Xinru Ma, PhD


A PDF of my CV is available here

Welcome! I am a research scholar at the Shorenstein Asia-Pacific Research Center (APARC) at Stanford University. Previously, I was a post-doctoral fellow at the Center for International Security and Cooperation at Stanford University (2019-2020), and a pre-doctoral fellow at the Department of Political Science at Vanderbilt University (2018-2019). In 2023, I was selected as an International Strategy Forum fellow by Schmidt Futures, an initiative that recognizes the next generation of problem solvers with extraordinary potential in geopolitics, innovation, and public leadership. I obtained my Ph.D. in Political Science and International Relations at the University of Southern California in 2019.

Originally from China, I use formal and computational methods to study nationalism, nationalist protests, and their impact on international disputes, with a regional focus on China and Southeast Asia. My research is informed by extensive field research in Vietnam, the Philippines, Taiwan, and mainland China, during which I interviewed protestors, think tanks, diplomats, government officials, and business owners impacted by nationalist protests. In addition to informing me of the complicated strategic interaction between mass mobilization, government repression, and foreign policy-making, the field research further motivated me to focus on the methodological challenges for causal inference that stem from strategic conflict behavior. 

More broadly, I am interested in online public opinion and new methods of measuring it, domestic politics of foreign policy formation, alliance politics, great power rivalry, and the historical relations of East Asia.  One core theme of my research is to advance local knowledge about East and Southeast Asia to challenge the Euro-centric assumptions regarding the region that are often asserted but not shown. I have a series of research, including paper-length journal articles and book projects, that use evidence from both contemporary and historical East Asian cases to provide new insights on IR scholarship. My forthcoming co-authored book examines over 1,500 years of dynastic transitions and internal rebellions in China, Vietnam, and Korea, and challenges the pervasive concerns about expansionist wars caused by power transition, a lens derived from an exclusive focus on European examples and analogies.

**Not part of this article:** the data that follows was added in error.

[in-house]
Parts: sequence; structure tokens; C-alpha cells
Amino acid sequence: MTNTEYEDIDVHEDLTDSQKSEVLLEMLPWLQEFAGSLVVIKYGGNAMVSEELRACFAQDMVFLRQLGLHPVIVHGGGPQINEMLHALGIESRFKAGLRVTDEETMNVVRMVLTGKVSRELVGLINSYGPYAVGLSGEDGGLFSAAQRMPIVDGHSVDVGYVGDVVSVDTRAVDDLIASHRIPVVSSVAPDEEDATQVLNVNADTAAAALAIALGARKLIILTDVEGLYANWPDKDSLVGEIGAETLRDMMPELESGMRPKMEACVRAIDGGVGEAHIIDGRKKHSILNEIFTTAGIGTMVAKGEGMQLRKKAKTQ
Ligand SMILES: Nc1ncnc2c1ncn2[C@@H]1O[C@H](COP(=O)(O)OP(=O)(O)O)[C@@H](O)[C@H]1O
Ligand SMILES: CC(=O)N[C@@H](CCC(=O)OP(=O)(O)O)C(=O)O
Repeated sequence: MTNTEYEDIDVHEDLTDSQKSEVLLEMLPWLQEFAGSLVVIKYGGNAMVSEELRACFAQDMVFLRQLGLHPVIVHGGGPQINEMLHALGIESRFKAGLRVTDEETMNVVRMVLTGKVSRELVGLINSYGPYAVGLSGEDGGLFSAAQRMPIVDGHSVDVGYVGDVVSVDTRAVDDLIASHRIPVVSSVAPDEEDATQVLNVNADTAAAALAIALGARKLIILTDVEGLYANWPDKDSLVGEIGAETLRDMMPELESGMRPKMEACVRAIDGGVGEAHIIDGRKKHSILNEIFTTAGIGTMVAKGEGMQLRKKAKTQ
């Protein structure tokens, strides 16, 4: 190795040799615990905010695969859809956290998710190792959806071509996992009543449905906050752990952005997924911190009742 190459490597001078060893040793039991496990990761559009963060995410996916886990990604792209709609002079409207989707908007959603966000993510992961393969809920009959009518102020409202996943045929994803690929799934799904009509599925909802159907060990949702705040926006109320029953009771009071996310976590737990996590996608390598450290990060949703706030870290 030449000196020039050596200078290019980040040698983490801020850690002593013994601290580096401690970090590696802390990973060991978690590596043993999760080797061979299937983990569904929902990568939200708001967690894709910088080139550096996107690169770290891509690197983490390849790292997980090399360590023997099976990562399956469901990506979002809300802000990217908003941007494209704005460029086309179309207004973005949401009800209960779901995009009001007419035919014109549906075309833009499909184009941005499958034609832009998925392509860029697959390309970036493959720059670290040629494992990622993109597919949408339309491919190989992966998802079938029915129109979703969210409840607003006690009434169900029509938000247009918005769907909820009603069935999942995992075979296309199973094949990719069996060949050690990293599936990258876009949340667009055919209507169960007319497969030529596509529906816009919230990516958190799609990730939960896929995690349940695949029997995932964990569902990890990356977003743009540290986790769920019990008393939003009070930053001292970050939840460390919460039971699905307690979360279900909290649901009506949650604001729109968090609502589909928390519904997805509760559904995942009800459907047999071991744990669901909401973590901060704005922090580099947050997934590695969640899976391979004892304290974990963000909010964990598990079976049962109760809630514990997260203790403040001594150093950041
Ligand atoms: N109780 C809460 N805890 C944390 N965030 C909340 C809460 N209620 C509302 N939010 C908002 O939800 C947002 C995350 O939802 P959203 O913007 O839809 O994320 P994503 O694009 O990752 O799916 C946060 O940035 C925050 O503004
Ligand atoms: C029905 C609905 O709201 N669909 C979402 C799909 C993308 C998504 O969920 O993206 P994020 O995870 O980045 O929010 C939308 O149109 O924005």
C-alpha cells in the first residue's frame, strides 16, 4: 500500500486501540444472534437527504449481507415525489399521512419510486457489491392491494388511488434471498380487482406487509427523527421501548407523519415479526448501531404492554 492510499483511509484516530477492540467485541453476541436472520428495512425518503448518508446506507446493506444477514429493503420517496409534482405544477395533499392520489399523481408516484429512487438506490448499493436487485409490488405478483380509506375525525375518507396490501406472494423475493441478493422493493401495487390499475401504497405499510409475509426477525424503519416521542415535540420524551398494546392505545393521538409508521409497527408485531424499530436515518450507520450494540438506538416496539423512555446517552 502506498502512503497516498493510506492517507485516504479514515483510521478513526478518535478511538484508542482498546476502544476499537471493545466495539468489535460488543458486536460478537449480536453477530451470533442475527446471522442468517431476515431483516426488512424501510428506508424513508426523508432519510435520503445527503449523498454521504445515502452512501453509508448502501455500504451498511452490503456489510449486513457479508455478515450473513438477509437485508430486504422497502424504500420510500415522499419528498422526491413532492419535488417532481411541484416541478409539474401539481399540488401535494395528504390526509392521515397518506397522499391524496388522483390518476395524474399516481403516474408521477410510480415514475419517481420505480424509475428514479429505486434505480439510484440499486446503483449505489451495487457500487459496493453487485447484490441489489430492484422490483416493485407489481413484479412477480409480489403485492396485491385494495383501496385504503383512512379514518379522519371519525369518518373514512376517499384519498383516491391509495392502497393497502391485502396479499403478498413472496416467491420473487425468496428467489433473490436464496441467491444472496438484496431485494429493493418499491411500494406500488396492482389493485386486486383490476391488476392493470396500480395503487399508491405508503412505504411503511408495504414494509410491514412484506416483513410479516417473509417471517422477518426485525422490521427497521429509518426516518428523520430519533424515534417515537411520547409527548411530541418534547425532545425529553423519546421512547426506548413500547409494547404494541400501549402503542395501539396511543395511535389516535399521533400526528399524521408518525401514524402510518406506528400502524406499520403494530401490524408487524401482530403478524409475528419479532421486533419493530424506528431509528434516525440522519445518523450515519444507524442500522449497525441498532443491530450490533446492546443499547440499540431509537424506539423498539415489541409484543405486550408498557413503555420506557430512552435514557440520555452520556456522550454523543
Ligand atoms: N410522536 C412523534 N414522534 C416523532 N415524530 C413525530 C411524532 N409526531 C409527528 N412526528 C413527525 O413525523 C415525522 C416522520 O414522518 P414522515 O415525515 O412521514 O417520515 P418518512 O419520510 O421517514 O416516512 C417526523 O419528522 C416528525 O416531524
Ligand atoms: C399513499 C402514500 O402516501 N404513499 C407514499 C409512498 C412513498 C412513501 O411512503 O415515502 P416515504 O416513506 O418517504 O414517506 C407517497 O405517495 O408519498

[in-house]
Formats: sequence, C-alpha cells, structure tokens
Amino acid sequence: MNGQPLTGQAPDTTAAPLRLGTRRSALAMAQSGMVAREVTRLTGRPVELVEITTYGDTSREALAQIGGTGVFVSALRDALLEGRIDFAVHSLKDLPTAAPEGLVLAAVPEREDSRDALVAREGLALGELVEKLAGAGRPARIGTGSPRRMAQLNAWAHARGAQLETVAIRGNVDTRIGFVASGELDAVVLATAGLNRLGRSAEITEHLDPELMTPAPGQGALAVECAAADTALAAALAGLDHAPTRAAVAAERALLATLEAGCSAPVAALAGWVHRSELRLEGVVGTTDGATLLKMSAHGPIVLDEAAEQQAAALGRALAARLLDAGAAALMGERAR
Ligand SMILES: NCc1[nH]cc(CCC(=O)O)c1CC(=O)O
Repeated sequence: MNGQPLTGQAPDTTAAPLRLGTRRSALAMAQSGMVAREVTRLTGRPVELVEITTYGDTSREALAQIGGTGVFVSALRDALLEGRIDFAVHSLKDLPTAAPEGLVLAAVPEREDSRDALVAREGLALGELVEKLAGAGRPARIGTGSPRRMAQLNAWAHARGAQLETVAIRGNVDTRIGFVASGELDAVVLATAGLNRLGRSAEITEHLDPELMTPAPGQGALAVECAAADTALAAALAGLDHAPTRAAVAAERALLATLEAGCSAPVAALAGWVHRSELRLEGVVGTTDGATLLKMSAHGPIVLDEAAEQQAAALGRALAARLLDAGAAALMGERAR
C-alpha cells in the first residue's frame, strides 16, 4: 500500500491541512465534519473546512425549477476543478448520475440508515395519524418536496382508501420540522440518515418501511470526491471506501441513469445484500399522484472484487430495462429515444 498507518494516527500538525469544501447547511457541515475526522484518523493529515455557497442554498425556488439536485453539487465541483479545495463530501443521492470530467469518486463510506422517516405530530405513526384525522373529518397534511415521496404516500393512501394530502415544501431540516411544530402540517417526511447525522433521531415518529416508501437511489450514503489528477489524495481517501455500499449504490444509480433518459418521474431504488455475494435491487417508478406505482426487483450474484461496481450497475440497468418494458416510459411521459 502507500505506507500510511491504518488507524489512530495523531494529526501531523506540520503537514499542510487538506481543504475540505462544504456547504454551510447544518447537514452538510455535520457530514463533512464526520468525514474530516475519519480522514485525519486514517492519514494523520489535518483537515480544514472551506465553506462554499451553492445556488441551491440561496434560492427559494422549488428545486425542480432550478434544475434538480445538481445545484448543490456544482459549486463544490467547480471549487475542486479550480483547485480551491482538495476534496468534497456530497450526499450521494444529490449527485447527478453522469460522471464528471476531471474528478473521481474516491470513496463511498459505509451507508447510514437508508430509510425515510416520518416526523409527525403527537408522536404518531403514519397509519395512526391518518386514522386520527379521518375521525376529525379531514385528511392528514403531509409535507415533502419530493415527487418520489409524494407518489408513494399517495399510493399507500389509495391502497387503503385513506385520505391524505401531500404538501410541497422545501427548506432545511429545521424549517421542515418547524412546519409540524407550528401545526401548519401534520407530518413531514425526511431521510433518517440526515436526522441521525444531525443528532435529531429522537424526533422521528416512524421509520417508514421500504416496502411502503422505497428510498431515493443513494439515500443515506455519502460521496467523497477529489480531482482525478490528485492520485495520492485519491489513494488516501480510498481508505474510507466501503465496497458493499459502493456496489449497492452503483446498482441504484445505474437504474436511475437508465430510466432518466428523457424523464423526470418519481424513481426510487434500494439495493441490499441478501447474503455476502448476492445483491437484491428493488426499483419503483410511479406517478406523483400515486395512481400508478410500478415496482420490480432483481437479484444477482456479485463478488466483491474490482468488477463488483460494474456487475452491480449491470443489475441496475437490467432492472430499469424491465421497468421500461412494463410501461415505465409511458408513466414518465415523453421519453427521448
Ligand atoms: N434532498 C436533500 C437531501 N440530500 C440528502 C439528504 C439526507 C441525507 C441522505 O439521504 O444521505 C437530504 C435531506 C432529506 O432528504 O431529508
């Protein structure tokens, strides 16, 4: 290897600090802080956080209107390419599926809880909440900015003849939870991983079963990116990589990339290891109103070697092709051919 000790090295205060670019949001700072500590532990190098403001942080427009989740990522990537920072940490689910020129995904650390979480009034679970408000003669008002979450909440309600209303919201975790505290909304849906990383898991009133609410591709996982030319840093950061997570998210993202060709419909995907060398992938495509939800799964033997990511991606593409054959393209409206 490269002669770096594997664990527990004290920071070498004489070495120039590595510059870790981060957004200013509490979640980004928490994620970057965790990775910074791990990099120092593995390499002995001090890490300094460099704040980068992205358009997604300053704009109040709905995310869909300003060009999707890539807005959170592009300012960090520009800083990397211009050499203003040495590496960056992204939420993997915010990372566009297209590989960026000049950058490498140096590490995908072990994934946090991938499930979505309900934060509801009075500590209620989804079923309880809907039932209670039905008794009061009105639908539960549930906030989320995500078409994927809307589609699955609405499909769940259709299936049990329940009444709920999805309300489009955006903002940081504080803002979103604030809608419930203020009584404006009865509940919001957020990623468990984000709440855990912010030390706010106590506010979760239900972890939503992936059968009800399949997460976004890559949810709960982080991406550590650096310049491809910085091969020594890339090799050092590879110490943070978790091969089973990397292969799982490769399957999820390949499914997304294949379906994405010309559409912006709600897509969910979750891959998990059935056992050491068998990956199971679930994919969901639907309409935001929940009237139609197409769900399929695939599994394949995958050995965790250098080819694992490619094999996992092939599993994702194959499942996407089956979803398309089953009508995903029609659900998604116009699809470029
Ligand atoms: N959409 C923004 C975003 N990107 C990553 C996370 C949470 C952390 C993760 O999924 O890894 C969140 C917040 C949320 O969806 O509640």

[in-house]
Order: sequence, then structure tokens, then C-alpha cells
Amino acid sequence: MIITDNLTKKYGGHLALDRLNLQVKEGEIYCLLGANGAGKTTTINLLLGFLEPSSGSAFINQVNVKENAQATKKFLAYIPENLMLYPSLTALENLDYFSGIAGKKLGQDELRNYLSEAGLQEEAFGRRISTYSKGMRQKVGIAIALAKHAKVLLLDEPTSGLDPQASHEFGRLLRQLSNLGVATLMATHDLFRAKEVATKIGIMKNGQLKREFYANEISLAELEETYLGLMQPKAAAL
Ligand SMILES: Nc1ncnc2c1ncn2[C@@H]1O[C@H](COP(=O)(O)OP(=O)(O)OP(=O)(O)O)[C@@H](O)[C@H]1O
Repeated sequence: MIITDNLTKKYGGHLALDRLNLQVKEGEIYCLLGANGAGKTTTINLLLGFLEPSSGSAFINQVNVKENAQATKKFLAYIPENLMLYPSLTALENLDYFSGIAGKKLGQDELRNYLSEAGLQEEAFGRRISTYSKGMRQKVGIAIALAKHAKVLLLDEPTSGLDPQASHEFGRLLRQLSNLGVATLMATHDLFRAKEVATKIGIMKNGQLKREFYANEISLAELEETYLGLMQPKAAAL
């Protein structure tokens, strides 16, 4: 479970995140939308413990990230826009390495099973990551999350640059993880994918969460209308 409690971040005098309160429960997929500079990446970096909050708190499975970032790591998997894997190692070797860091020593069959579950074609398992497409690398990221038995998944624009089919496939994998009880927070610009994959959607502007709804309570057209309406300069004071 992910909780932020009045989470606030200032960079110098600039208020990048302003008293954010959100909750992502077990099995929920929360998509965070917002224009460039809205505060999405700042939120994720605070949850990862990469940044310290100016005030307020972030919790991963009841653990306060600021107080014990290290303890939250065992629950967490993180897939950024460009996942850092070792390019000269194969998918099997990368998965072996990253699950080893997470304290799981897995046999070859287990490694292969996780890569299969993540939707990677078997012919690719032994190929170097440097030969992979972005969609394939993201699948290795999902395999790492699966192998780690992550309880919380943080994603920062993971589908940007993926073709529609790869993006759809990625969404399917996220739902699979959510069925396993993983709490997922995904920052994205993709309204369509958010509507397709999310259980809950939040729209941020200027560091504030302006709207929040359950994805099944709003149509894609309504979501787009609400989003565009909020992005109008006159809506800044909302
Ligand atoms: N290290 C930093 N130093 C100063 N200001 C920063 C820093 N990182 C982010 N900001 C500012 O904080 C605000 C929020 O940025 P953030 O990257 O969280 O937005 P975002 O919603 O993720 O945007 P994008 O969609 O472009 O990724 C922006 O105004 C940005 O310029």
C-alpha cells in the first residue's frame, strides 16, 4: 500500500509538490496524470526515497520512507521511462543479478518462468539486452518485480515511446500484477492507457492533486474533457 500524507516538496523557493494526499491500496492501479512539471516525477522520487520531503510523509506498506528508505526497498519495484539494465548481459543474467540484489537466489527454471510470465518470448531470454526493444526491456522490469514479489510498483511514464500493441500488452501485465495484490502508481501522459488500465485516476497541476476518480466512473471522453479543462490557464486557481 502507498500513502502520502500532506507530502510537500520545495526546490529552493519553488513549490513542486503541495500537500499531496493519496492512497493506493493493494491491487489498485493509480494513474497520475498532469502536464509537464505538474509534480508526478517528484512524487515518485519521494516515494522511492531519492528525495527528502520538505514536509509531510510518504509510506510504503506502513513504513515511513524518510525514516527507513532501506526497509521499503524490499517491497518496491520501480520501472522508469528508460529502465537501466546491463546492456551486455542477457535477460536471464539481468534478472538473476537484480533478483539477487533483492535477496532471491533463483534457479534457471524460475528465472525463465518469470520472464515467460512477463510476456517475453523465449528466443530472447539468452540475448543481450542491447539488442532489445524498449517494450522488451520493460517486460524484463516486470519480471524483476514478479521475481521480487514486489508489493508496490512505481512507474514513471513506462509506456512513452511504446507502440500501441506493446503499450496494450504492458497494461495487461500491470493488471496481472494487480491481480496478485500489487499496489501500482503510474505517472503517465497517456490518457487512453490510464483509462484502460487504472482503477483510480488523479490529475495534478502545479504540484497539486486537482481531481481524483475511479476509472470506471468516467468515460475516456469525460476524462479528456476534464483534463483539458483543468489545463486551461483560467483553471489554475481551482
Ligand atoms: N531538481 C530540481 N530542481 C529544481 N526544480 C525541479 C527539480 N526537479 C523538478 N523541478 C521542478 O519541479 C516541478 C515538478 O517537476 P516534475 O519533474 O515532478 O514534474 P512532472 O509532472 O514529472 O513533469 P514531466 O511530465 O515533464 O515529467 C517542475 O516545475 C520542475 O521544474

I hold a Graduate Certificate in Homeland Security and Public Policy (USC Sol Price School of Public Policy, '16), a Master's degree in Public Diplomacy (USC Annenberg School for Communication and Journalism, '13), and a B.A. in Journalism from Shanghai International Studies University.